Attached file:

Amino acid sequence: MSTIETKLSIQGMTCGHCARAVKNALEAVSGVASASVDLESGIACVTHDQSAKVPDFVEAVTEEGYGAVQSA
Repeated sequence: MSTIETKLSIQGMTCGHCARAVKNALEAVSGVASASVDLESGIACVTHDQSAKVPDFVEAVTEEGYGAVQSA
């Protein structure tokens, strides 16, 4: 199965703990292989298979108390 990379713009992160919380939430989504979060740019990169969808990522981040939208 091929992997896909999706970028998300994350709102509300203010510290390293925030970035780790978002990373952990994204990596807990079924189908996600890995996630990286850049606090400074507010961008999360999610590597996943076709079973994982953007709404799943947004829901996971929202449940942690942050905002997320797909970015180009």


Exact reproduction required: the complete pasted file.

Amino acid sequence: MSTIETKLSIQGMTCGHCARAVKNALEAVSGVASASVDLESGIACVTHDQSAKVPDFVEAVTEEGYGAVQSA
Repeated sequence: MSTIETKLSIQGMTCGHCARAVKNALEAVSGVASASVDLESGIACVTHDQSAKVPDFVEAVTEEGYGAVQSA
């Protein structure tokens, strides 16, 4: 199965703990292989298979108390 990379713009992160919380939430989504979060740019990169969808990522981040939208 091929992997896909999706970028998300994350709102509300203010510290390293925030970035780790978002990373952990994204990596807990079924189908996600890995996630990286850049606090400074507010961008999360999610590597996943076709079973994982953007709404799943947004829901996971929202449940942690942050905002997320797909970015180009």